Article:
Omaha, NE (April 18, 2016) - For many healthcare professionals, travel nursing seems like the ultimate dream job: You get to see all the wonderful landscapes the country has to offer, meet new people, work in different environments and gain exciting life experiences. However, some nurses hesitate to go this route, wondering whether this career adventure would put other life goals like building a family on hold. According to Missi Cyphert, a registered nurse from Morgantown, West Virginia, raising kids on the road is not only feasible, but the arrangement also proved to be a saving grace for her family. Discover Missi’s story:
Travel nursing: A solution to a family crisis
In an interview, Missi explained that she has been a travel nurse since April 2015 when she learned her husband, Jeremy, had lost his job as a full-time manager at a pharmaceutical company.
“My heart dropped,” she said. “With my part-time nursing salary, there was no way I would be able to afford two car payments, the house payments, pay for utilities and support my family with basic essentials.”
Missi, who had worked about 24 hours a week as a nurse in a trauma/stroke center in Morgantown, West Virginia, knew she needed to take her career on a new path to support her, Jeremy and their four children. That’s when she called Aureus Medical.
Though Missi was sad to leave behind her kids, husband and extended family for her first assignment in Winston-Salem, North Carolina, her account manager, Aaron Meline, relieved some of the pressure. He ensured Missi didn’t overlook any details, streamlined the process for her to obtain a North Carolina RN license and made certain she had all the necessary documents.
After a month of living away from her kids and husband, Missi and Jeremy decided their family would never separate again. While this would keep the family close, it would also bring new challenges.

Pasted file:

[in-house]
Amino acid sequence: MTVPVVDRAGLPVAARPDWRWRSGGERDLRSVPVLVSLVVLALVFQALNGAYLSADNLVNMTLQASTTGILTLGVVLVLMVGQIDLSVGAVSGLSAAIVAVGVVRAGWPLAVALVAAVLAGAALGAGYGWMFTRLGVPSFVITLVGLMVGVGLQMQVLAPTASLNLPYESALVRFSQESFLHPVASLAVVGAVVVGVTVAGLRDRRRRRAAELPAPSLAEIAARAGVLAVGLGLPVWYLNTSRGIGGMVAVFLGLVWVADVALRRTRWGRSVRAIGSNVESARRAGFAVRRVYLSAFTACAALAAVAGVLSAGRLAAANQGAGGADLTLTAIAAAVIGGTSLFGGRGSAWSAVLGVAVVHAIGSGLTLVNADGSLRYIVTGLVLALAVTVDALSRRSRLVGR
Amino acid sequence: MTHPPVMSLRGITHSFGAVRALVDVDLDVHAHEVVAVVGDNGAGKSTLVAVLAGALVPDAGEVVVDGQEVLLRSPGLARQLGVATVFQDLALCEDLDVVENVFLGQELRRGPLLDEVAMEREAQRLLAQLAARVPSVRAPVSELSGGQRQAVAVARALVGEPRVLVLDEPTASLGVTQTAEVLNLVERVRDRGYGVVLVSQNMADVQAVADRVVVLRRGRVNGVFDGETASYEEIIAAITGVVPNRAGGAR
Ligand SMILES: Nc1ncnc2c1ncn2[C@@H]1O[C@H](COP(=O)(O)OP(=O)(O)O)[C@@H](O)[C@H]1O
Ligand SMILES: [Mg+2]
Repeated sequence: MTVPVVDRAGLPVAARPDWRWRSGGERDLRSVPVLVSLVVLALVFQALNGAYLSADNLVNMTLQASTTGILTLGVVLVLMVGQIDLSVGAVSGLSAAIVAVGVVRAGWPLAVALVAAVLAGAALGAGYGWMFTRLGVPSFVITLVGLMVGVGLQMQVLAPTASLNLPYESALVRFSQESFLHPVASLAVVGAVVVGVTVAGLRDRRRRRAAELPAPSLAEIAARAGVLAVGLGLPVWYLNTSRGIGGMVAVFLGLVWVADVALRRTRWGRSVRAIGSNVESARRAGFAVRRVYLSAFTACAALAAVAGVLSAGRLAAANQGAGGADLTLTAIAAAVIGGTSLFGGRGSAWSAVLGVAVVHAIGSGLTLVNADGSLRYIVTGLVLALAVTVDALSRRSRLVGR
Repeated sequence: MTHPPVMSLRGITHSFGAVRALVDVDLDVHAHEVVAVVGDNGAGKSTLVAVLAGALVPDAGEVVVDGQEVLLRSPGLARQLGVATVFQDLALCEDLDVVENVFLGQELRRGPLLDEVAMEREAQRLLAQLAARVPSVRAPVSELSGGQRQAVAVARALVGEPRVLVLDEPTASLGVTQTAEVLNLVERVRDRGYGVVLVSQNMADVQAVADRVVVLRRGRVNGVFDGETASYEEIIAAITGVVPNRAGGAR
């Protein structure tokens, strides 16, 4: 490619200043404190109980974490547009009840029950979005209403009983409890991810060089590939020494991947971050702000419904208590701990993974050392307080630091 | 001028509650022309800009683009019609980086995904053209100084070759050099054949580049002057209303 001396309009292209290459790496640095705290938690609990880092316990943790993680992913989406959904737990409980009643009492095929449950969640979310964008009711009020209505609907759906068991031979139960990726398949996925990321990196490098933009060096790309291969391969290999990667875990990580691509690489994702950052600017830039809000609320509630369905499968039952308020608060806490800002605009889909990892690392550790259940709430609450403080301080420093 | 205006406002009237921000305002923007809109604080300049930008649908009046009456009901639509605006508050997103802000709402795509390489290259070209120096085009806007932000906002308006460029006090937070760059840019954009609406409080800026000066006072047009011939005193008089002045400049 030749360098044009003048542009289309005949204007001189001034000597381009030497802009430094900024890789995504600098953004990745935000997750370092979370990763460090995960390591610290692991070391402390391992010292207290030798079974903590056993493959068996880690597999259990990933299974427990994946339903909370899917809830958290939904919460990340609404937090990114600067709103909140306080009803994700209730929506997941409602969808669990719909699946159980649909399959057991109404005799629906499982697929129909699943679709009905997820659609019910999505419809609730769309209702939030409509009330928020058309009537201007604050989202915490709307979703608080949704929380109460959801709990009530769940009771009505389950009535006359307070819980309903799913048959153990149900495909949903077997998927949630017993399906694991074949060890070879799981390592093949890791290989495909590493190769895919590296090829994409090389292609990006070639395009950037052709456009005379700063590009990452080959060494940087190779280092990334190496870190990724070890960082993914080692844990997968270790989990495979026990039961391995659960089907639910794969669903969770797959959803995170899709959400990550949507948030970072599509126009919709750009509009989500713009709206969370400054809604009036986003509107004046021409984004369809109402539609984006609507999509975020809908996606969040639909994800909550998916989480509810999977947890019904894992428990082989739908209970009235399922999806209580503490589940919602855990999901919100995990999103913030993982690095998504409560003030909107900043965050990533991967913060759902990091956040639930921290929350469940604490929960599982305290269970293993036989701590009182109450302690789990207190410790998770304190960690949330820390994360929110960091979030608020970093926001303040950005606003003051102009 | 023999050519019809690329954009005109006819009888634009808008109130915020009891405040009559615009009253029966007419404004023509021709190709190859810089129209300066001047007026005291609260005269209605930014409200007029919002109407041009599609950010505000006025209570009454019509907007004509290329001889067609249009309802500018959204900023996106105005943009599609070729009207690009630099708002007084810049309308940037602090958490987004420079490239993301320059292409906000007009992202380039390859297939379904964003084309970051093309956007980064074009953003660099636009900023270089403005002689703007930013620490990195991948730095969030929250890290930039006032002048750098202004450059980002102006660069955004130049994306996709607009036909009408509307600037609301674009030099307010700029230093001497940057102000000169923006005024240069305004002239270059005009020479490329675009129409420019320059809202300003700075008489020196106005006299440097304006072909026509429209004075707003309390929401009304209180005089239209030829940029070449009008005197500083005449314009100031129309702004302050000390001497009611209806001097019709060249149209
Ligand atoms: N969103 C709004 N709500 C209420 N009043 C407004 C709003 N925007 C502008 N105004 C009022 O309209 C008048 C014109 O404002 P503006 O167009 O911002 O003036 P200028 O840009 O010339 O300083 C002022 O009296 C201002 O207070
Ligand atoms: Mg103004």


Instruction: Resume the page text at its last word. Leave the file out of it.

An adjustment for everyone
In June 2015, Jeremy and their four kids, ages 1, 3, 4 and 6 at the time, joined Missi in North Carolina. Together, they lived rent- and utility-free while Missi worked 7 p.m. to 7 a.m. shifts at her new assignment and Jeremy was a stay-at-home dad. This arrangement was the best method for handling the transition, but the move presented a few unexpected hurdles, especially for schooling.
After going through the enrollment process and explaining the temporary address situation to the board of education, Jeremy and Missi came to find that schools were ranked much differently in North Carolina than West Virginia. The schools were ranked on a 1 to 10 scale based on the students’ test scores. While their daughter, Izabella, was excited about starting school, Melissa and Jeremy were working to move her from a level 3 school to a higher-rated one.
“In West Virginia, you have one school to go to and everyone was an equal,” she explained. “It was not like that here.”
Additionally, they wanted to enroll their son Marcus in a pre-K program, but in North Carolina, parents must fund this move. Between the time-consuming paperwork and the involved course of action for switching programs between moves, Missi and Jeremy ultimately took Marcus out of pre-K after four weeks. This process highlighted a key issue for travel nurses taking along school-aged children. You may not know state-by-state differences until they present themselves in real-life situations. Now, the Cypherts know to look closely at education systems with each move.
Read more for advice on travel nursing careers with children.